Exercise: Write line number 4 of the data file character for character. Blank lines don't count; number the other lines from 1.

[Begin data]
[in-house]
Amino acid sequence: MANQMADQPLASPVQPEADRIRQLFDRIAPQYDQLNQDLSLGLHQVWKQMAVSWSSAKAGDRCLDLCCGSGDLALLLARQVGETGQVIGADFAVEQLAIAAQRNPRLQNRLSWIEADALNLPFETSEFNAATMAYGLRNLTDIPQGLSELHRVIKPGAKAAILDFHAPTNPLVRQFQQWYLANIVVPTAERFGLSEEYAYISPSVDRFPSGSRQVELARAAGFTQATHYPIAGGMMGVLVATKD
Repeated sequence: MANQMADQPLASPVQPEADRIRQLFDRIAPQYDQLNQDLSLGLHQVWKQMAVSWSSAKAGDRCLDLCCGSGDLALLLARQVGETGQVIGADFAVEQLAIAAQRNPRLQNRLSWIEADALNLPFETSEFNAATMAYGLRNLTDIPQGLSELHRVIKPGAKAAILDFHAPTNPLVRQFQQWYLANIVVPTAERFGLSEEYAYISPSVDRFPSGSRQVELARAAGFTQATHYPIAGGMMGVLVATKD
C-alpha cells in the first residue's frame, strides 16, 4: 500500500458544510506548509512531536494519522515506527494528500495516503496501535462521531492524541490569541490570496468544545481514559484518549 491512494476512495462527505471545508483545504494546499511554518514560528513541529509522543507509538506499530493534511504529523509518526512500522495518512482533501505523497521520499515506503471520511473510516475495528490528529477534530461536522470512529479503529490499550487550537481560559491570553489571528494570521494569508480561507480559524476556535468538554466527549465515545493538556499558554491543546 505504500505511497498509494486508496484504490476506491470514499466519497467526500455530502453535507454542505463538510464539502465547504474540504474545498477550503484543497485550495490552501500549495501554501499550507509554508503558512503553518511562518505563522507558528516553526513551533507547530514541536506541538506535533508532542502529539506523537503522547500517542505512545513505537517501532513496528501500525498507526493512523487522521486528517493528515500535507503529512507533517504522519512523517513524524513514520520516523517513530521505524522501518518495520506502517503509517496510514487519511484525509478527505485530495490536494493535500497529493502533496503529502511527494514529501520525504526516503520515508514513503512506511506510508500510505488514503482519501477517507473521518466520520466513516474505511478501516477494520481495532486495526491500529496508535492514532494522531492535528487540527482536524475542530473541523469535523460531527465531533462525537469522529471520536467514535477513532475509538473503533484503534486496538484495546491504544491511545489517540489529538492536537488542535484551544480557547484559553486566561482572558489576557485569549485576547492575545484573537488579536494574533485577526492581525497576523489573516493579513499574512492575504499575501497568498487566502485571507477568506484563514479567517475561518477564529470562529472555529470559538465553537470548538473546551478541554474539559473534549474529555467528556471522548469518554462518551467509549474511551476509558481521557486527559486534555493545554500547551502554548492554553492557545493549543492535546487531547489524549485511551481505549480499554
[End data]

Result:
C-alpha cells in the first residue's frame, strides 16, 4: 500500500458544510506548509512531536494519522515506527494528500495516503496501535462521531492524541490569541490570496468544545481514559484518549 491512494476512495462527505471545508483545504494546499511554518514560528513541529509522543507509538506499530493534511504529523509518526512500522495518512482533501505523497521520499515506503471520511473510516475495528490528529477534530461536522470512529479503529490499550487550537481560559491570553489571528494570521494569508480561507480559524476556535468538554466527549465515545493538556499558554491543546 505504500505511497498509494486508496484504490476506491470514499466519497467526500455530502453535507454542505463538510464539502465547504474540504474545498477550503484543497485550495490552501500549495501554501499550507509554508503558512503553518511562518505563522507558528516553526513551533507547530514541536506541538506535533508532542502529539506523537503522547500517542505512545513505537517501532513496528501500525498507526493512523487522521486528517493528515500535507503529512507533517504522519512523517513524524513514520520516523517513530521505524522501518518495520506502517503509517496510514487519511484525509478527505485530495490536494493535500497529493502533496503529502511527494514529501520525504526516503520515508514513503512506511506510508500510505488514503482519501477517507473521518466520520466513516474505511478501516477494520481495532486495526491500529496508535492514532494522531492535528487540527482536524475542530473541523469535523460531527465531533462525537469522529471520536467514535477513532475509538473503533484503534486496538484495546491504544491511545489517540489529538492536537488542535484551544480557547484559553486566561482572558489576557485569549485576547492575545484573537488579536494574533485577526492581525497576523489573516493579513499574512492575504499575501497568498487566502485571507477568506484563514479567517475561518477564529470562529472555529470559538465553537470548538473546551478541554474539559473534549474529555467528556471522548469518554462518551467509549474511551476509558481521557486527559486534555493545554500547551502554548492554553492557545493549543492535546487531547489524549485511551481505549480499554